In addition to temporary managed shelters, the JWN has supported permanent supportive housing at the Lane Events Center as well as initiated efforts to secure the Naval Reserve site for future housing. Adding more affordable housing stock reduces homeless. Also, the JWN has a large number of older and more affordable rentals. In fact, most JWN residents are renters. As housing prices and the cost of materials skyrocket, subsidized housing and preserving more affordable market-rate rentals provide viable solutions.

Unfortunately, the city has historically and disproportionately relied on specific neighborhoods such as the JWN to absorb ad hoc camping, particularly car camping. This approach is unacceptable. The JWN’s work to establish Residential Parking Permits Zones, and persuade city officials to mitigate tent camping in public spaces, and convince city staff to enforce other restrictions on problematic car campers are in response to the city’s continued inequitable policies.

To be clear, we have many vehicle dwellers who frequent the JWN and most pose no problems to public health or safety. They move regularly. They do not use public space or private property as a toilet, leave trash, make noise, and participate in criminal activity. The problem is those relatively small number of vehicle dwellers who cause serious impacts to residents and businesses, so much so that people have sold their homes to get away from them. See our webpage for more information.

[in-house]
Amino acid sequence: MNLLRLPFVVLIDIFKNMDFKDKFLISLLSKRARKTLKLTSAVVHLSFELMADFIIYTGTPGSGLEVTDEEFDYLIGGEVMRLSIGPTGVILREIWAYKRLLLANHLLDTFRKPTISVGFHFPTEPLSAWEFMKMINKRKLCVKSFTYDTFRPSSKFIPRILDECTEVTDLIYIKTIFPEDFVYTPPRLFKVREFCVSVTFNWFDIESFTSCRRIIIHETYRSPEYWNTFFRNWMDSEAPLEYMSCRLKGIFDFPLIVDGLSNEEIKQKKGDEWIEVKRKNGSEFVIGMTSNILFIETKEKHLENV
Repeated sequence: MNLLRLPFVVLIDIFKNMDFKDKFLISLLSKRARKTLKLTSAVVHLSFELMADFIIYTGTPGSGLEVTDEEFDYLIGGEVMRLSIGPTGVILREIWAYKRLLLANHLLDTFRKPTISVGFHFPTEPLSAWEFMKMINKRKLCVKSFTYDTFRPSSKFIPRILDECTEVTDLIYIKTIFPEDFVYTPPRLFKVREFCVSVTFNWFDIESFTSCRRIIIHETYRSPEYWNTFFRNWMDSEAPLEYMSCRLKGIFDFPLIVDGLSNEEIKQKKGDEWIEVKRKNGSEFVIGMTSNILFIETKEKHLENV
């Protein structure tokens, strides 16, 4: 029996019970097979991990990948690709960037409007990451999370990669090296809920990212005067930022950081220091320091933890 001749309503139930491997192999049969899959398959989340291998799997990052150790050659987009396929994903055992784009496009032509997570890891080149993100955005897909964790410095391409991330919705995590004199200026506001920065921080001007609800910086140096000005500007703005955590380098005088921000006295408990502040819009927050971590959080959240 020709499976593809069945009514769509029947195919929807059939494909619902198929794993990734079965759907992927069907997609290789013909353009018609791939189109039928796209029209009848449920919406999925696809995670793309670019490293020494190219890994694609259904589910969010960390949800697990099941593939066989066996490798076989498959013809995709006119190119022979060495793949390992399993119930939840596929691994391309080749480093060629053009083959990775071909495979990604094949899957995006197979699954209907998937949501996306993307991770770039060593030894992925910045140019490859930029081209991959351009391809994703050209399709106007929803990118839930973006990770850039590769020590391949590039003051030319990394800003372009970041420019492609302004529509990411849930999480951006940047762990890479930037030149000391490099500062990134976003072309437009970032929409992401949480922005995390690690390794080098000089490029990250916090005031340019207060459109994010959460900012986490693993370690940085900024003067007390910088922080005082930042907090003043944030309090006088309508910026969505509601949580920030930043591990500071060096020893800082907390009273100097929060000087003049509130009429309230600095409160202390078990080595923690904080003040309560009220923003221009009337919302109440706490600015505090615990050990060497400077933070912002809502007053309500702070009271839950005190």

The Homeless Population in Not Monolithic

Homelessness is not an identity – it is a status. While the composition of the homeless population is complex, this is one way to better understand its diversity.

Life on the street destroys people. The longer someone is unhoused the more challenging it is to reintegrate into broader society. Therefore, getting people up and out of homelessness as quickly as possible is essential. Ward 8 Councilor Randy Groves suggests unhoused people can be broadly categorized as “cans,” “cannots,” and “will-nots.” A majority of the homeless are “cans” – those who desire to get into shelter and off the streets. These are the folks targeted for help by the proposed city ordinance. “Cans” are the “low hanging fruit” and interventions to help them can prevent them from becoming “cannots.” “Cannots” have serious mental health and/or drug addiction that make it difficult or impossible to take advantage of assistance. They benefit from CAHOOTS and similar programs. Moving “cans” off the street and into more stable, safe, and sanitary shelter spaces provides more resources for those who “cannot” help themselves.